Match in balance after a 107-run stand between the England openers

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24 Jan 2020 | 08:12 AM
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Shubh Aggarwal

Match in balance after a 107-run stand between the England openers

Joe Root won the toss and elected to bat first after a delayed start

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Test cricket has often driven comparisons with life which makes it a fascinating form of sport. The first day’s play of the fourth Test between South Africa and England in Johannesburg justified those parallels perfectly. 

At first, chances of any play on Day 1 looked bleak due to inclement weather. Joe Root, in fact, went back to the team hotel along with Jos Buttler. The duo came back only when the rain stopped and proceedings to get the ground ready for play got underway. The first session was won by the raingods. 

Joe Root won the toss for the fourth time in this four-match series. Faf du Plessis lost it for the seventh time in a row in Test cricket narrowing in on Nasser Hussain's record of losing 10 consecutive tosses.  But for a change, one would think that du Plessis wouldn’t mind losing the toss since making a decision was tricky. No one would want to bat last pinned 1-2 down in the series. On the other hand, batting first would also be a vexed decision under the overcast conditions at a venue 6,000 feet above sea level with a history to aid seam movement. 

Root elected to bat first. Faf said he would have bowled first anyway. However, the South African bowlers did not support his statement with a sluggish bowling display in the first session. They had to little to challenge the England openers.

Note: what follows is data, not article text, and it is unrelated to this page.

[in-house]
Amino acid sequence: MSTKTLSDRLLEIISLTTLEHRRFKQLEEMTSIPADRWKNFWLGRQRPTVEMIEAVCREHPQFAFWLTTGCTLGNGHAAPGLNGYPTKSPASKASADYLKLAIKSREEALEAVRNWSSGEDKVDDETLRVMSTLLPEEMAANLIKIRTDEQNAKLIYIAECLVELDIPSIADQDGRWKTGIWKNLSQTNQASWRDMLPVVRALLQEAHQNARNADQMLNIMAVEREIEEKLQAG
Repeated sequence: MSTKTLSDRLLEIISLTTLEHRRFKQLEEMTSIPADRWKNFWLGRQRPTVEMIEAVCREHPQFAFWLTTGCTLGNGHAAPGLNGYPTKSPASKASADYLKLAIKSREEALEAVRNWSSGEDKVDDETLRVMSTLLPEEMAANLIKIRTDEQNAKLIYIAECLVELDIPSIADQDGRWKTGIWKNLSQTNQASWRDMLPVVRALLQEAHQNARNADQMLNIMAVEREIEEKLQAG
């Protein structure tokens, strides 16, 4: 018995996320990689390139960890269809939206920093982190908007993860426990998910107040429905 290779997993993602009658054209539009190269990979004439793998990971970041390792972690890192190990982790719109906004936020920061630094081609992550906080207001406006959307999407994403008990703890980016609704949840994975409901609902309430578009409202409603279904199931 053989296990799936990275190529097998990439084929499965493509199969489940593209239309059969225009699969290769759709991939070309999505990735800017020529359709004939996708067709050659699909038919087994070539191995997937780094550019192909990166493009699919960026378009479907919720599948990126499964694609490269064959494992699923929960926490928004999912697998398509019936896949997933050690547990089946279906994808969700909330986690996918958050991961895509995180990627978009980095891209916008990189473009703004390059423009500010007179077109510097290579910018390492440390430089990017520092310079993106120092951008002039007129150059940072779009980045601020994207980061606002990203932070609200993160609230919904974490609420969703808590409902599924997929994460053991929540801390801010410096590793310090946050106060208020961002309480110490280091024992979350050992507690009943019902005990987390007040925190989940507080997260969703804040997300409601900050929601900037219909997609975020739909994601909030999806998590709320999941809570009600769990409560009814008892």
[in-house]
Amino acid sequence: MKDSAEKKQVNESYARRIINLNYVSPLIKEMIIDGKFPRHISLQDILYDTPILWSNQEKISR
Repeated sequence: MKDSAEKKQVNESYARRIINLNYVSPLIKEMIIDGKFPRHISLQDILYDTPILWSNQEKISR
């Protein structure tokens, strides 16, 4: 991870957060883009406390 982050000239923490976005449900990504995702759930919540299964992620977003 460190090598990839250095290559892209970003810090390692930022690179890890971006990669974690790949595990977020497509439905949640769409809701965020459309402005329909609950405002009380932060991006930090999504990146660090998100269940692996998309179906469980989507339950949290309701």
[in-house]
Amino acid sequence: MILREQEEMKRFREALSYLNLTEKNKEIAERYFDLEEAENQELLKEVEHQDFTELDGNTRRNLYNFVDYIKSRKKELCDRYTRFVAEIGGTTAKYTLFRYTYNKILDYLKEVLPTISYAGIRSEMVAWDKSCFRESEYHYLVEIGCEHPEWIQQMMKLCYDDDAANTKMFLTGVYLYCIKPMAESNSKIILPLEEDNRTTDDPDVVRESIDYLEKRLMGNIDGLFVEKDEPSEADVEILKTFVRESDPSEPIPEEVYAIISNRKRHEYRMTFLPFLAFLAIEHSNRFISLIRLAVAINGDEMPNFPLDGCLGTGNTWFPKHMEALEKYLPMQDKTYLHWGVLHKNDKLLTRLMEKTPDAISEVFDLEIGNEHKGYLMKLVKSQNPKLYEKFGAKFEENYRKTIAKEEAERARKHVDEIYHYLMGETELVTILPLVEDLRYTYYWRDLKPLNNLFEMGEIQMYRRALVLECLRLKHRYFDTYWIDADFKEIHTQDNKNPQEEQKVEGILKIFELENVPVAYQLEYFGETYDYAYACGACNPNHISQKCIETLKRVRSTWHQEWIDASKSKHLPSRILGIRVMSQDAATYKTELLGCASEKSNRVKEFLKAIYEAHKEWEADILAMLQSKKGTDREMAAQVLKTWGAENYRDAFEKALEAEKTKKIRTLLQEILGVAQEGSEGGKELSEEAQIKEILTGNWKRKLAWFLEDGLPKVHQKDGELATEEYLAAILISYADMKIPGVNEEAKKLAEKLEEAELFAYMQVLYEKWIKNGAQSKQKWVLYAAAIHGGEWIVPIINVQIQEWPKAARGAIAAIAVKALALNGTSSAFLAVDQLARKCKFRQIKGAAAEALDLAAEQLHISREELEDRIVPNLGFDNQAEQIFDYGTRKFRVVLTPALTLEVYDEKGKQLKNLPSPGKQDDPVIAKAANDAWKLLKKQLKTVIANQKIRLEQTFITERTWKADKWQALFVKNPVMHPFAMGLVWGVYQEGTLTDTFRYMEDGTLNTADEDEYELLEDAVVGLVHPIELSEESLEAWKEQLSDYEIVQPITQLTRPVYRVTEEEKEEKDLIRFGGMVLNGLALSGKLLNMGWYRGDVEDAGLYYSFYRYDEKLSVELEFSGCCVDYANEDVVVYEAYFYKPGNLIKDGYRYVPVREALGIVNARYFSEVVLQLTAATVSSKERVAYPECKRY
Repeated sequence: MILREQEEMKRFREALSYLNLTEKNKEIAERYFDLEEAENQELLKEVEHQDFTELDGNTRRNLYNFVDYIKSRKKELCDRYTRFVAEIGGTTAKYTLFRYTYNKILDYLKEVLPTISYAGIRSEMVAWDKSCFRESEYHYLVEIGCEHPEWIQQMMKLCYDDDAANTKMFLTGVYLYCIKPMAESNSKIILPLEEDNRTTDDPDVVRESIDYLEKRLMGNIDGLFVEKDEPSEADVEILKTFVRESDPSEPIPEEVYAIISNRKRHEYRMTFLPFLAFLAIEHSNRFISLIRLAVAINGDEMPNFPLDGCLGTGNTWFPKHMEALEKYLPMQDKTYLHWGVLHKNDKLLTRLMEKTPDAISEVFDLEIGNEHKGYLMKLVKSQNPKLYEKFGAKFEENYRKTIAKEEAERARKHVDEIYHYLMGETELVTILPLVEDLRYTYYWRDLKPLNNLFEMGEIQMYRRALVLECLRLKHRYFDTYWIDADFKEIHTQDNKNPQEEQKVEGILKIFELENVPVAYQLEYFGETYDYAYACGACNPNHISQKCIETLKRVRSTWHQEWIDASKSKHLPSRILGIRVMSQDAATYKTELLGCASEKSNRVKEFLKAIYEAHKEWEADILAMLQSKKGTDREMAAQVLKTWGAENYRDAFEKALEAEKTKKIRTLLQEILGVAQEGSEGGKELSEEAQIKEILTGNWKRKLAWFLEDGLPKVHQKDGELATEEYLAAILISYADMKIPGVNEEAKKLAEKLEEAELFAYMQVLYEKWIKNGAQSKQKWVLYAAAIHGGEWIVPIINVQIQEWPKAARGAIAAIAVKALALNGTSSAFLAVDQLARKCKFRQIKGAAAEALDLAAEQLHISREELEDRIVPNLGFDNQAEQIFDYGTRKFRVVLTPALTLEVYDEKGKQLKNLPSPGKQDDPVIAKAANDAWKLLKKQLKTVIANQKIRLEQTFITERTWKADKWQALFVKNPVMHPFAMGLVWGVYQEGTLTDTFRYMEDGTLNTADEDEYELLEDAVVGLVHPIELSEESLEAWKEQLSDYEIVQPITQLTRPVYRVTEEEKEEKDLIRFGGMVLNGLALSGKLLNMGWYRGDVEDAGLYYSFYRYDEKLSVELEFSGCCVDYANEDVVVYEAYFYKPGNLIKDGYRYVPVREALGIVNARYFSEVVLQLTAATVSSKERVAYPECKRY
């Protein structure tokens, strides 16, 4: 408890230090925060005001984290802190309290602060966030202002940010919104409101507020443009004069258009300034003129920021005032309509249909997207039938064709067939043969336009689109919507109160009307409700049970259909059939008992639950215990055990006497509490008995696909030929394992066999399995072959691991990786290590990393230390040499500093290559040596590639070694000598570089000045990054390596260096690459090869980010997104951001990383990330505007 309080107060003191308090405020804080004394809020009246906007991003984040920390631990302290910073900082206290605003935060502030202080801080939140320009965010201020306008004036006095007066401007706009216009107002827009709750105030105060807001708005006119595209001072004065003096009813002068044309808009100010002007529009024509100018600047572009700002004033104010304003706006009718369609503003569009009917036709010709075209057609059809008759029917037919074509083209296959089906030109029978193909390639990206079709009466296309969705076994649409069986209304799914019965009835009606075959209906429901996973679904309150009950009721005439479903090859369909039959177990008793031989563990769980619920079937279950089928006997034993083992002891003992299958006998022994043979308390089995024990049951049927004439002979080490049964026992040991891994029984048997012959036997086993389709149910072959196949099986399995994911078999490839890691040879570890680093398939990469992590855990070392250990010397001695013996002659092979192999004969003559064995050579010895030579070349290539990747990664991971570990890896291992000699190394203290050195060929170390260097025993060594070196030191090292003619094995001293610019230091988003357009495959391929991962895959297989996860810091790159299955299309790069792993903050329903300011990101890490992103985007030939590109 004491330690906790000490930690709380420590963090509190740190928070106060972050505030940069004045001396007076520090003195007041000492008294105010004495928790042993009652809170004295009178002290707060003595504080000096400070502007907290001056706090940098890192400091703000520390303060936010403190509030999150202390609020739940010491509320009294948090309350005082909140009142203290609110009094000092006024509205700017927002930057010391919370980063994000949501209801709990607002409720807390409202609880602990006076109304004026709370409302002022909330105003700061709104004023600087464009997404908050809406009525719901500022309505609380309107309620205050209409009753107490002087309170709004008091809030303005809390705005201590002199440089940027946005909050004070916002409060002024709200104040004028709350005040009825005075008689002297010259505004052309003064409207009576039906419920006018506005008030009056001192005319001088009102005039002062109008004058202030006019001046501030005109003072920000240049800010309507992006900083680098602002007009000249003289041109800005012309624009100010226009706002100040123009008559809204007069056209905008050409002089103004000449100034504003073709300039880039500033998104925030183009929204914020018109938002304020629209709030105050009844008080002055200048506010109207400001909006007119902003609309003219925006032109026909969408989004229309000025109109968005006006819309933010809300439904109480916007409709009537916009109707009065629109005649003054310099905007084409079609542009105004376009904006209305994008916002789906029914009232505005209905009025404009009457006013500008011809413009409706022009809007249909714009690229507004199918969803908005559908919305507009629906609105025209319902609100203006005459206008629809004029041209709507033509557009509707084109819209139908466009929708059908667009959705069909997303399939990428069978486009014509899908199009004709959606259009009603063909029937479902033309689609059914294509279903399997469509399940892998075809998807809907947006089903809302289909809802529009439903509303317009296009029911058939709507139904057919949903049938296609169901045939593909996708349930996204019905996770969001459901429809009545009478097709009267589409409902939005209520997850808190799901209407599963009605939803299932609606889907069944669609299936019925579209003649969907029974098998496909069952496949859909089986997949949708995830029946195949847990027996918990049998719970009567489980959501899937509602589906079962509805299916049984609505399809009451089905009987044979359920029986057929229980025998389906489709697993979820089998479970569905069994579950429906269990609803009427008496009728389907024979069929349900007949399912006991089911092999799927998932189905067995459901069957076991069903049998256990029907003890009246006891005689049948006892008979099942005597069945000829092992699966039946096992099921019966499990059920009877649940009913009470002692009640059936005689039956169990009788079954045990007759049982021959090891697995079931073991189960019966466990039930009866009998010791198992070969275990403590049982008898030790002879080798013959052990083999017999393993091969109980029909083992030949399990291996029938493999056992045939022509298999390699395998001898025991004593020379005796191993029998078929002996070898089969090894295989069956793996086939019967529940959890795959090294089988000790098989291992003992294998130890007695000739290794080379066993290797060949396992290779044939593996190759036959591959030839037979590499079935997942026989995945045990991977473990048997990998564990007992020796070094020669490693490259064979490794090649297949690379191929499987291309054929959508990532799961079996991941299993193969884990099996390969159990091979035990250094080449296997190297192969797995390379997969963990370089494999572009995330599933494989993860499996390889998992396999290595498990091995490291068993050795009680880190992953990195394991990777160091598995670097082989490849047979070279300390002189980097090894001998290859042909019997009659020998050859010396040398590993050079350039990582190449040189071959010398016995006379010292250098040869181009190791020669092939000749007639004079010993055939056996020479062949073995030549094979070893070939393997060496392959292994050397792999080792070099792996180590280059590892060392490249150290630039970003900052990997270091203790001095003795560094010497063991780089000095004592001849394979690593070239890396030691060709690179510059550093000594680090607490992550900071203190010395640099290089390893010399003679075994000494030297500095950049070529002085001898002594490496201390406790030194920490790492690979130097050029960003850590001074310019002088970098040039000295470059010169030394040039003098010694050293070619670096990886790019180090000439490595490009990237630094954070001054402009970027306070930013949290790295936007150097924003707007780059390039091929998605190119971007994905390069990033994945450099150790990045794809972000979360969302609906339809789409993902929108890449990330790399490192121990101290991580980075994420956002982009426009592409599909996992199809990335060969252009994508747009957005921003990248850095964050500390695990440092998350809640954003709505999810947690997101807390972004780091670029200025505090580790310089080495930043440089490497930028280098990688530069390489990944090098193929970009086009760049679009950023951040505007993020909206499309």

After playing first couple of overs cautiously, Zak Crawley unleashed his off-side strokeplay in the form of exquisite drives. As flawless as those drives seemed, there was a touch of derision of playing his shots with clarity in the first hour of the Test match, which was impressive for a youngster who was dismissed driving the ball in the preceding Test match. Dominic Sibley, on the other hand, kept playing to his strength of wearing the ball down and scoring a boundary whenever the ball was pitched short and wide or around his legs. 

With not much lateral movement on offer, the Proteas looked too timid in the opening session for a side which had boosted their attack with an additional fast bowler at the cost of their premier spinner, Keshav Maharaj. Was that an effect of Kagiso Rabada’s absence who was restricted to watching proceedings from the sidelines by a suspension from the ICC?

Sibley and Crawley strolled their way to a fifty-run stand before the first drinks break. The only hiccup in their way was when Sibley slashed a wide delivery from Philander to Temba Bavuma at gully. However, the joy of the home side was limited when they realized that the veteran bowler had overstepped. 

By the end of the session,  the duo had added 100 runs for the first wicket - England’s first 100-run opening stand since December, 2016. Crawley had brought up the maiden fifty of his career. Interestingly, each of the five Test innings so far has been bigger than the previous one. Fair to say, the second session was won by England.